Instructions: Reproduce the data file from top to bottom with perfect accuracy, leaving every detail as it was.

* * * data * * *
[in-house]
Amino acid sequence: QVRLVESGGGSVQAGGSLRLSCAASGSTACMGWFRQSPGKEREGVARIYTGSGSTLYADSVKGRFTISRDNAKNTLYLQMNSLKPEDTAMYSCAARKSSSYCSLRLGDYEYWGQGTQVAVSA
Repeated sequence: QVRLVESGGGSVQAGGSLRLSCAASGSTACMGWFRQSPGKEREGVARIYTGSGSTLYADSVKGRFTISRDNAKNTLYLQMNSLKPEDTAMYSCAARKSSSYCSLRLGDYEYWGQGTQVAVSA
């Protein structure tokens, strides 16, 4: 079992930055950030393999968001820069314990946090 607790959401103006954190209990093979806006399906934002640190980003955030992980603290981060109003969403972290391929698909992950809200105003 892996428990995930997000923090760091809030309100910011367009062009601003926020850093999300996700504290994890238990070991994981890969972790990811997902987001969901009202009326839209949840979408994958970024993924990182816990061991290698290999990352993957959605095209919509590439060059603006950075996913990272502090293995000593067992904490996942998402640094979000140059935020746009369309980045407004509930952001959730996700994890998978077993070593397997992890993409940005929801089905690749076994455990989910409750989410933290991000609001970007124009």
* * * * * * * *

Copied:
[in-house]
Amino acid sequence: QVRLVESGGGSVQAGGSLRLSCAASGSTACMGWFRQSPGKEREGVARIYTGSGSTLYADSVKGRFTISRDNAKNTLYLQMNSLKPEDTAMYSCAARKSSSYCSLRLGDYEYWGQGTQVAVSA
Repeated sequence: QVRLVESGGGSVQAGGSLRLSCAASGSTACMGWFRQSPGKEREGVARIYTGSGSTLYADSVKGRFTISRDNAKNTLYLQMNSLKPEDTAMYSCAARKSSSYCSLRLGDYEYWGQGTQVAVSA
């Protein structure tokens, strides 16, 4: 079992930055950030393999968001820069314990946090 607790959401103006954190209990093979806006399906934002640190980003955030992980603290981060109003969403972290391929698909992950809200105003 892996428990995930997000923090760091809030309100910011367009062009601003926020850093999300996700504290994890238990070991994981890969972790990811997902987001969901009202009326839209949840979408994958970024993924990182816990061991290698290999990352993957959605095209919509590439060059603006950075996913990272502090293995000593067992904490996942998402640094979000140059935020746009369309980045407004509930952001959730996700994890998978077993070593397997992890993409940005929801089905690749076994455990989910409750989410933290991000609001970007124009």